A hellish fall for 'the heavenly palace'

An eight-tonne, out-of-control Chinese space station, which is hurtling towards the Earth, is expected to re-enter the atmosphere between 31 March and 4 April.

Moving at 17,000 mph, Tiangong-1 (‘The heavenly palace,’) was originally supposed to have a controlled re-entry in the Pacific Ocean. However, about two years ago, Chinese rocket scientists lost control over the station, which then began hurtling back towards the Earth.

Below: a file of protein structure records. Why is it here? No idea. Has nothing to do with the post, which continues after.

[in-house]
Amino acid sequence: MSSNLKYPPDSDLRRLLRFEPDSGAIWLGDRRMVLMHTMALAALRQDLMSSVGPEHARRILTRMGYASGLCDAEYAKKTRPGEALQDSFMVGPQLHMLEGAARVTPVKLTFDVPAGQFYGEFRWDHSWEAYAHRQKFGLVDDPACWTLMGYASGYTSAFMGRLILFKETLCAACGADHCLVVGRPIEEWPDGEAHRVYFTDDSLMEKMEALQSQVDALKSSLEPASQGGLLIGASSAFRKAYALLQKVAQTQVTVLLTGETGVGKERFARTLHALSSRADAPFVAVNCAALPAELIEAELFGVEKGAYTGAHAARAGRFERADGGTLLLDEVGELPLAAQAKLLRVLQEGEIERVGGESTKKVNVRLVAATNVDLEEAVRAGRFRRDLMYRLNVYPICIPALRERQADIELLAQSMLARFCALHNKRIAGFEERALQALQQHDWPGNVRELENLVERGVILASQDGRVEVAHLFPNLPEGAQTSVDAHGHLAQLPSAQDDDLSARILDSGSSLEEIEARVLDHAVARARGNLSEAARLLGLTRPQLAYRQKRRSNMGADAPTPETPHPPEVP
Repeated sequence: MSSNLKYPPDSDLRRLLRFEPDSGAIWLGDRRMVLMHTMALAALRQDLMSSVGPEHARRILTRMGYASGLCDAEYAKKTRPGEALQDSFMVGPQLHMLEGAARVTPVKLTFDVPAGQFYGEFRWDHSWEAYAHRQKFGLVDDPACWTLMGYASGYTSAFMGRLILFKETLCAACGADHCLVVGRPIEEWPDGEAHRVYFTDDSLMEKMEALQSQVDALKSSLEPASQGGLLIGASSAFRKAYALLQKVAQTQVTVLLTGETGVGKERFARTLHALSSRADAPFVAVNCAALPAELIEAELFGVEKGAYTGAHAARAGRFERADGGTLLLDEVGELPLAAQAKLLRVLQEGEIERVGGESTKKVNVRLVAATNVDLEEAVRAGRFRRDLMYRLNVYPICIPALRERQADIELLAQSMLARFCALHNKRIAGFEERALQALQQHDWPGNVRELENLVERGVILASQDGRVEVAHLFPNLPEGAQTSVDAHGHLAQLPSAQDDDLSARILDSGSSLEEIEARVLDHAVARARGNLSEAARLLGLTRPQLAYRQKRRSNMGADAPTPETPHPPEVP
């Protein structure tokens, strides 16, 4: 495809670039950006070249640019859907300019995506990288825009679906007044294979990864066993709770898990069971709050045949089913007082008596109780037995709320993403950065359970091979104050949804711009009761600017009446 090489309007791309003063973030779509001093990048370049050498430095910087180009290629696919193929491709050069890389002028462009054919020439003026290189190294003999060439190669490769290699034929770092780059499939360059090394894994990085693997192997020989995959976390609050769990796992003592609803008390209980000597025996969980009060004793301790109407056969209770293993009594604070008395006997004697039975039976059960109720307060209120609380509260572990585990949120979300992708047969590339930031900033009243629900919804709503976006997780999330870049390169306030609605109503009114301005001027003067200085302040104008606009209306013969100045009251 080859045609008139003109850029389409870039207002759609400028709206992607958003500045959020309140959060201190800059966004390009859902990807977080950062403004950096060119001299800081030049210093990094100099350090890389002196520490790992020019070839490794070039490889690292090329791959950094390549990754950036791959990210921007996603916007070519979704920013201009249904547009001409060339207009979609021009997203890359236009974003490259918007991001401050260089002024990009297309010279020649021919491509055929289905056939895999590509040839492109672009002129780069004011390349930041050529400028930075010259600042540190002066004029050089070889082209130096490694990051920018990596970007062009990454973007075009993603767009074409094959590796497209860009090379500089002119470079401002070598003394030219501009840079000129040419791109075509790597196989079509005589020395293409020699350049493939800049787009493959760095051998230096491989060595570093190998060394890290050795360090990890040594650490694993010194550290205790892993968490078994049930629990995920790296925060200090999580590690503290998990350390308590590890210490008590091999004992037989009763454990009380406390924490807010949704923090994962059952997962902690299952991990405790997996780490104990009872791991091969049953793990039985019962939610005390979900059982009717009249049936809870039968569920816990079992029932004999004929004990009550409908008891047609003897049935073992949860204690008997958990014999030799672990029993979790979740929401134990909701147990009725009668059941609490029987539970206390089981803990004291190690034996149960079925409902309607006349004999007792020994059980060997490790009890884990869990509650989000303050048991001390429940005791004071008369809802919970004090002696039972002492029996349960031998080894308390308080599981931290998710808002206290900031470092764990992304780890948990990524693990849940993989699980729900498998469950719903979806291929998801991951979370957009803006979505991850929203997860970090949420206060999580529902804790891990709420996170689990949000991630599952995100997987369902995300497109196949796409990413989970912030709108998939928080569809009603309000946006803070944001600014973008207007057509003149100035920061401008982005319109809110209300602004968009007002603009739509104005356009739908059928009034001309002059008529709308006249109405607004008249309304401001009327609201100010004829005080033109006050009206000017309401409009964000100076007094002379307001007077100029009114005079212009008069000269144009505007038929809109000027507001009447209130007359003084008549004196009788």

China expects the space station to burn on re-entering the Earth, but experts say there is a 10 to 40 per cent chance of it surviving the fire and landing on land or the ocean. State-run Xinhua news agency claimed that the spacelab should be fully burnt as it reenters the Earths’ atmosphere.
The space station went into orbit in September 2011 and was planned to be decommissioned two years later. But China extended the mission.
Experts say that uncontrolled re-entries of space craft is not unusual and every year about 100 of them – mostly satellite and upper rockets – crash into the Earth. And of these, just one hit an individual, who did not sustain any injuries.